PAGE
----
• One click away from accessing content – You should have an icon on the screen and with one click you could get to your content (or task) and smile.
  • Smooth animations and navigations – Good UX comes with these aspects.
  • Re-engages with push notifications – In many cases, we wish to be able to notify users even when the browser is not open in-front of them. We can!
  • Good experience on flaky network connections – Our web app is offline first, so we can deliver our content (just the deltas) on flaky networks much better/faster.
  • Consistent experience across browsers – After all, we are talking on the web here. You can’t control from which device users will come to your work. So make sure, you serve them all.

PWAs are about the experience, no the tech: these apps _feel_ better and more app-like. The technology behind Progressive Web Apps is called “Service Worker”; it’s available only since mid 2015 and is seeing large, growing adoption. PWA is expected to be for mobile what AJAX meant for the desktop web.

Enabling app-like capabilities

At the foundational level, there are two core pieces of technology that enable PWAs: Continue reading

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Chrome, JavaScript, webdev

Chrome 46 Updates

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Performance

Service Worker

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Chrome

Chrome 45 New Features

google-chrome-logoTime flies!
Since my last update on Chrome 44 we had the chance to see the market crash and quite a lot of new features that were baked into Chrome 45.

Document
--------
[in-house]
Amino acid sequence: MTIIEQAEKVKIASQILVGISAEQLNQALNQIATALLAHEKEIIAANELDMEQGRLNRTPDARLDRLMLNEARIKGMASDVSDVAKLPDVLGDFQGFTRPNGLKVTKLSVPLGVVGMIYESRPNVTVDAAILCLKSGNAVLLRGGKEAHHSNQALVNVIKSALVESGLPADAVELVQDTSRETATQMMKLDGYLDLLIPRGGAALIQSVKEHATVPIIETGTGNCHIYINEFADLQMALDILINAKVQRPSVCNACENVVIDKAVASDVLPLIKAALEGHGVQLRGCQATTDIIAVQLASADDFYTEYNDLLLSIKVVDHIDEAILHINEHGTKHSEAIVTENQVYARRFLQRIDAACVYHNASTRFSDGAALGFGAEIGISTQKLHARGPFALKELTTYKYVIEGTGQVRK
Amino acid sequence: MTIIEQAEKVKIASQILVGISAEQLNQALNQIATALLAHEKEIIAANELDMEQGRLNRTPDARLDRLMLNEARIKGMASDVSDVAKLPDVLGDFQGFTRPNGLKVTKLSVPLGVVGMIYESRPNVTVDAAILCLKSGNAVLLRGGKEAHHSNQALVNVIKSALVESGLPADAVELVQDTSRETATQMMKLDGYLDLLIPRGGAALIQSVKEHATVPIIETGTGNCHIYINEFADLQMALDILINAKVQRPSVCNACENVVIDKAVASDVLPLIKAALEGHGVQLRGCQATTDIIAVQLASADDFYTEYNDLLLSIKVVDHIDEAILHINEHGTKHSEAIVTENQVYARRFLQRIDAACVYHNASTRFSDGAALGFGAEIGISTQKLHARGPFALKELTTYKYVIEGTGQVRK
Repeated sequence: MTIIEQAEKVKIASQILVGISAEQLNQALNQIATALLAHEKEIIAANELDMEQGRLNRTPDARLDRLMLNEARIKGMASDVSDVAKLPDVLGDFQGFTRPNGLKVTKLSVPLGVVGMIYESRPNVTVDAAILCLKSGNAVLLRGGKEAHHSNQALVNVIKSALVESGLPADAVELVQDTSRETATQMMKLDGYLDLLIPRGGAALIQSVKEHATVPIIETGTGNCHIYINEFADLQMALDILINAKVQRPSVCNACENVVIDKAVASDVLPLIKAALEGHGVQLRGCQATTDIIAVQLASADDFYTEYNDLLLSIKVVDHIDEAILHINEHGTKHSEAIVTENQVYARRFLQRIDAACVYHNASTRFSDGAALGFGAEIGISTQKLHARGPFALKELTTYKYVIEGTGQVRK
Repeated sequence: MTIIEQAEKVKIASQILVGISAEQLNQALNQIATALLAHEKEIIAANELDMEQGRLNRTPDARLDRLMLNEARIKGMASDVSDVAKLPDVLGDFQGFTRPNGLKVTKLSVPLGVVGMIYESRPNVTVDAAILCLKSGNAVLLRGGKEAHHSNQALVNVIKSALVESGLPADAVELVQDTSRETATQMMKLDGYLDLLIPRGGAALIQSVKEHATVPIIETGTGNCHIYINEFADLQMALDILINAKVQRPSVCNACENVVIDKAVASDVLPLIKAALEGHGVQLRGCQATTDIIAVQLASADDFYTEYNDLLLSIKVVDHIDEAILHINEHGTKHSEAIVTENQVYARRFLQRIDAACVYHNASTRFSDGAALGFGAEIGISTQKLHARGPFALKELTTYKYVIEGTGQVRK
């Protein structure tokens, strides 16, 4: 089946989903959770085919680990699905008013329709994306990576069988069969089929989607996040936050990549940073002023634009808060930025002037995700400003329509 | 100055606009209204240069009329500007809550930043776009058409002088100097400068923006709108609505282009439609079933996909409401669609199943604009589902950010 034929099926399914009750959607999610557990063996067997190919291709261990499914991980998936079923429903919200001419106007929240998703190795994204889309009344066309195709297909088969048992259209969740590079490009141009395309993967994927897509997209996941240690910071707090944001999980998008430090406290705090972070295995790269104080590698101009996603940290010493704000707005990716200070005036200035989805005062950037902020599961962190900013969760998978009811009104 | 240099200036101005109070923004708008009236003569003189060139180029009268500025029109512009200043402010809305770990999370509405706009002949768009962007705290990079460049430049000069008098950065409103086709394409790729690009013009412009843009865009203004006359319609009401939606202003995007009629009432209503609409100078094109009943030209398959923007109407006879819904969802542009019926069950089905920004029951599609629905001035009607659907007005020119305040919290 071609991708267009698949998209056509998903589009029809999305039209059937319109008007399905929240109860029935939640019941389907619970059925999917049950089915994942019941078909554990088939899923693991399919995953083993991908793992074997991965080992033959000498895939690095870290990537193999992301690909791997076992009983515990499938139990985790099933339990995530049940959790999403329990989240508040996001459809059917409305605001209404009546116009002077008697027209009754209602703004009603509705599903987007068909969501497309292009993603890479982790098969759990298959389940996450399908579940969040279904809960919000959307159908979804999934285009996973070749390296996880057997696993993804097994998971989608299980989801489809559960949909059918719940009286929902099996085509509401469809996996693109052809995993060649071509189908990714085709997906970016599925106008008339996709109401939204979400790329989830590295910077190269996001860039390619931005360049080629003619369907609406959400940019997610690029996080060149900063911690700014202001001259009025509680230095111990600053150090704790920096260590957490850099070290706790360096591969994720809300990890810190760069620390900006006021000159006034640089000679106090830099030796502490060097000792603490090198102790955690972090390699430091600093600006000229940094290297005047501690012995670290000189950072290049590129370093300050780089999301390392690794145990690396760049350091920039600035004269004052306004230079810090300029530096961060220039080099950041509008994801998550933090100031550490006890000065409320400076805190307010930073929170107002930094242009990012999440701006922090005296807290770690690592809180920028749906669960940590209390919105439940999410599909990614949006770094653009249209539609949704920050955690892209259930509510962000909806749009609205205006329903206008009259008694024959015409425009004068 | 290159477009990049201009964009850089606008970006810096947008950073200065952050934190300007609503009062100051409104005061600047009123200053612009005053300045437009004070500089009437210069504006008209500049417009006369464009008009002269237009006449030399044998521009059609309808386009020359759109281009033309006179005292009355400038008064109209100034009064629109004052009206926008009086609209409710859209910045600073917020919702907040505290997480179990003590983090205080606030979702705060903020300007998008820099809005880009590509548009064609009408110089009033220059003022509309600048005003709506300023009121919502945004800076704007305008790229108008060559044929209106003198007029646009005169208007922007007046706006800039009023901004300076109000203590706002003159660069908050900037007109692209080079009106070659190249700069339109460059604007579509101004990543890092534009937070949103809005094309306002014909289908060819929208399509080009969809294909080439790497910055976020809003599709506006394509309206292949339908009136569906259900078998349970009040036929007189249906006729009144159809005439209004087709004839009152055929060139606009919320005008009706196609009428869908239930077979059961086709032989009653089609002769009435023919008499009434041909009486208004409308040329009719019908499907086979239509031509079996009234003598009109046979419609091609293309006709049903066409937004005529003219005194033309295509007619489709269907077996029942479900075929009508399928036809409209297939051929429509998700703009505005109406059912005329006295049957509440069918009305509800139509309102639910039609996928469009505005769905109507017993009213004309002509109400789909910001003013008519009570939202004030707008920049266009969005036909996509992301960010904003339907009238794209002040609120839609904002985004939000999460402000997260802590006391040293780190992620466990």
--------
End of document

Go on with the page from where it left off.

The main improvements you should take a closer look at:

  • A set of new ES2015 features including:
  • SMIL is deprecated – to learn more please check out the discussion.
  • This (long time) bug is fixed.
  • Web Bluetooth is now available in Chrome OS 45.
    It’s still in Developer Preview and the team is actively looking for developer 
    feedback.

Chrome for Android Media controls
On Android, native apps can show media controls in a system notification when playing audio, making it easy for users to control audio while multitasking. Chrome 45 brings this capability to the web by showing a notification with media controls when audio is playing in web content. The controls will automatically show up when <audio> or <video> tags play audio longer than 5 seconds. It will look like this: Continue reading

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Chrome, JavaScript, mobile, webdev

The Latest From The Web

google-chrome-logoA lot of new interesting APIs that are pushing the web platform forward introduced with Chrome 43 (now in Stable). Let see the ones that are going to impact a lot of users.

  • The Fetch API now allows developers to directly operate on and incrementally release the bytes of streamed network responses, in contrast to the equivalent XMLHttpRequest functionality that requires developers keep the entire in-progress stream response in memory.
  • The Cache Storage API, previously only available in service workers, now provides developers full imperative control over their caching in the page context. This is huge! It will enable users to have better (=faster) experience in places where the connections are not good.
  • Autofill and Autocomplete – People hate filling out web forms, especially on mobile devices, learn how to help them complete it up to 30% faster. (And yes! I wrote it).

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Chrome, webdev

Mobile Sites Improvements – Push Your PageSpeed Score Up

In the past, I wrote about ways to improve your mobile website.
In this short post, we will focus on one tool that could help you move the needle. PageSpeed Insights is a free tool for developers to check how their site performs out in the wild. It also got a good API so you could use it during your build process.

Here are the current results I see on my projects’ site: Continue reading